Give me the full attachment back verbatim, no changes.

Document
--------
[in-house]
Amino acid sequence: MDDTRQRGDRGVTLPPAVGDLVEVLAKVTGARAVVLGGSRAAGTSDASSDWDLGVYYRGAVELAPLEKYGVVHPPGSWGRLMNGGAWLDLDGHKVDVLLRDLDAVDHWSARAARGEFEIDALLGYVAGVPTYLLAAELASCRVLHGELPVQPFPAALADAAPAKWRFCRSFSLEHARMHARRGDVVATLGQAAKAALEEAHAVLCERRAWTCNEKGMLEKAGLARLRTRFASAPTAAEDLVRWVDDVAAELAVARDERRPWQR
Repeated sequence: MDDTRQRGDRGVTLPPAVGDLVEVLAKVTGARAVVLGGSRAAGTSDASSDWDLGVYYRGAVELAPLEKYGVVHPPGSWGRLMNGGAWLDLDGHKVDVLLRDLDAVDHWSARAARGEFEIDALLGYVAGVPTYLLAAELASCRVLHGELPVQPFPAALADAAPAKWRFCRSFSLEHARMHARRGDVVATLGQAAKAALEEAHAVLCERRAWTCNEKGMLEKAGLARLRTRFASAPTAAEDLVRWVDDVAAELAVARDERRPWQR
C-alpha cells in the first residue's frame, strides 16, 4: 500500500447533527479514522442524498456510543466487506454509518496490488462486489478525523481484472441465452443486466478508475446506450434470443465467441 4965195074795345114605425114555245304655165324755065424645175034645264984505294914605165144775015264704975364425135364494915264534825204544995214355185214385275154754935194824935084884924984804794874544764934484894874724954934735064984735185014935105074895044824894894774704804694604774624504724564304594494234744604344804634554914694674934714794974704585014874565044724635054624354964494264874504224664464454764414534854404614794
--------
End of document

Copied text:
[in-house]
Amino acid sequence: MDDTRQRGDRGVTLPPAVGDLVEVLAKVTGARAVVLGGSRAAGTSDASSDWDLGVYYRGAVELAPLEKYGVVHPPGSWGRLMNGGAWLDLDGHKVDVLLRDLDAVDHWSARAARGEFEIDALLGYVAGVPTYLLAAELASCRVLHGELPVQPFPAALADAAPAKWRFCRSFSLEHARMHARRGDVVATLGQAAKAALEEAHAVLCERRAWTCNEKGMLEKAGLARLRTRFASAPTAAEDLVRWVDDVAAELAVARDERRPWQR
Repeated sequence: MDDTRQRGDRGVTLPPAVGDLVEVLAKVTGARAVVLGGSRAAGTSDASSDWDLGVYYRGAVELAPLEKYGVVHPPGSWGRLMNGGAWLDLDGHKVDVLLRDLDAVDHWSARAARGEFEIDALLGYVAGVPTYLLAAELASCRVLHGELPVQPFPAALADAAPAKWRFCRSFSLEHARMHARRGDVVATLGQAAKAALEEAHAVLCERRAWTCNEKGMLEKAGLARLRTRFASAPTAAEDLVRWVDDVAAELAVARDERRPWQR
C-alpha cells in the first residue's frame, strides 16, 4: 500500500447533527479514522442524498456510543466487506454509518496490488462486489478525523481484472441465452443486466478508475446506450434470443465467441 4965195074795345114605425114555245304655165324755065424645175034645264984505294914605165144775015264704975364425135364494915264534825204544995214355185214385275154754935194824935084884924984804794874544764934484894874724954934735064984735185014935105074895044824894894774704804694604774624504724564304594494234744604344804634554914694674934714794974704585014874565044724635054624354964494264874504224664464454764414534854404614794